The circuit court granted LaSalle's motion and dismissed all three counts of the plaintiff's complaint with prejudice. This appeal followed.

Because this matter was disposed of at the trial level on the defendant's motion to dismiss pursuant to section 2-615 of the Code, the only question before this court is whether the dismissed counts state causes of action upon which relief can be granted. Burdinie v. Village of Glendale Heights, 139 Ill. 2d 501, 504-05, 565 N.E.2d 654 (1990). The issue presented is one of law, and our review is de novo. Metrick v. Chatz, 266 Ill. App. 3d 649, 651-52, 639 N.E.2d 198 (1994).

In determining whether sufficient facts are stated in the complaint which, if established, could entitle the plaintiff to relief, we must take the well-pled facts in the complaint as true and draw all reasonable inferences from those facts which are favorable to the plaintiff. Ziemba v. Mierzwa, 142 Ill. 2d 42, 46-47, 566 N.E.2d 1365 (1991). However, conclusions of law or fact contained within the complaint will not be taken as true unless supported by specific factual allegations. Ziemba, 142 Ill. 2d at 47.

The tort of retaliatory discharge is an exception to the general rule that "at-will" employment is terminable at any time for any or no cause. Palmateer v. International Harvester Co., 85 Ill. 2d 124, 128, 421 N.E.2d 876 (1981). In order to recover upon a claim of retaliatory discharge, a plaintiff must establish that he was discharged in retaliation for his activities and that the discharge violated a clear mandate of public policy. Hartlein v. Illinois Power Co., 151 Ill. 2d 142, 160, 601 N.E.2d 720 (1992). In this case, the plaintiff has pled both that he was discharged from his employment with LaSalle and that his discharge was as a consequence of his activities, namely, refusing to read a transcript of the threatening message left on Newcomb's voice mail. The question is whether the facts as alleged establish that the plaintiff's discharge was in violation of a clear mandate of public policy.

The plaintiff argues that the public policy violated by his discharge is the protection of the privilege against self-incrimination guaranteed by both the Fifth amendment to the United States Constitution (U.S. Const., amend. V) and article I, section 10 of the Illinois Constitution (Ill. Const. 1970, art I, sec. 10). LaSalle argues that a voice exemplar, such as that requested of the plaintiff, is not a testimonial statement and, as such, neither the Federal nor the state constitutional privilege against self-incrimination protects a person from being required to give one. LaSalle further asserts that the privilege against self-incrimination acts as a restraint upon the government only, not a limitation upon the activities of a private party.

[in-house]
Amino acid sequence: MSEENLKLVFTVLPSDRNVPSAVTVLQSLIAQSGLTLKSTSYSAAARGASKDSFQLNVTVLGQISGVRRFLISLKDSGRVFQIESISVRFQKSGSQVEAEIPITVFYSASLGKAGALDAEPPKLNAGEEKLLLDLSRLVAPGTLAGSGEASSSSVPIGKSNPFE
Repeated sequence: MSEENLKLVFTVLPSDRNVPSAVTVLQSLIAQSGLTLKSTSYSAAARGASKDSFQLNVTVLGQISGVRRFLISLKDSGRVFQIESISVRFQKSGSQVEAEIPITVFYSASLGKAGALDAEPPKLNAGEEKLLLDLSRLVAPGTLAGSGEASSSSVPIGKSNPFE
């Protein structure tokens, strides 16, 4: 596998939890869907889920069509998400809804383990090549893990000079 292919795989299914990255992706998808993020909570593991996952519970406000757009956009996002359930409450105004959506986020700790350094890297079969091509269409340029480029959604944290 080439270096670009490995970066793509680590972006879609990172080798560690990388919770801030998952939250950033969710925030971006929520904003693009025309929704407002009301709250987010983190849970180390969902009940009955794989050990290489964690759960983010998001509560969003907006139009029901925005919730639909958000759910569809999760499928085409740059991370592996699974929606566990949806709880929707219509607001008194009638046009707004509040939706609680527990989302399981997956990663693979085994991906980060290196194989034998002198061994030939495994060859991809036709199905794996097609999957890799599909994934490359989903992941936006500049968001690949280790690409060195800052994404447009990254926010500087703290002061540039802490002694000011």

As a preliminary matter, we will address the plaintiff's contention that his complaint does not allege that he was directed to give a voice exemplar. The term "exemplar" is defined as "one that serves as a model or example." Webster's Third New International Dictionary 795 (1993). Interpreted in their light most favorable to the plaintiff, the allegations of the complaint assert nothing more than the fact that the plaintiff was directed to "provide a tape recording of his voice reading the transcript of the message allegedly left" on Newcomb's voice mail so that LaSalle "could compare it to the threatening message left for Mr. Newcomb", "ostensibly for the purpose of determining whether or not *** [his] denial of involvement was truthful". The plaintiff asserts that, pursuant to voice recording standards adopted by the American Board of Recorded Evidence, a voice exemplar must be taken by trained professionals in a controlled setting in order to be valid for comparison purposes. We are not concerned with the question of ...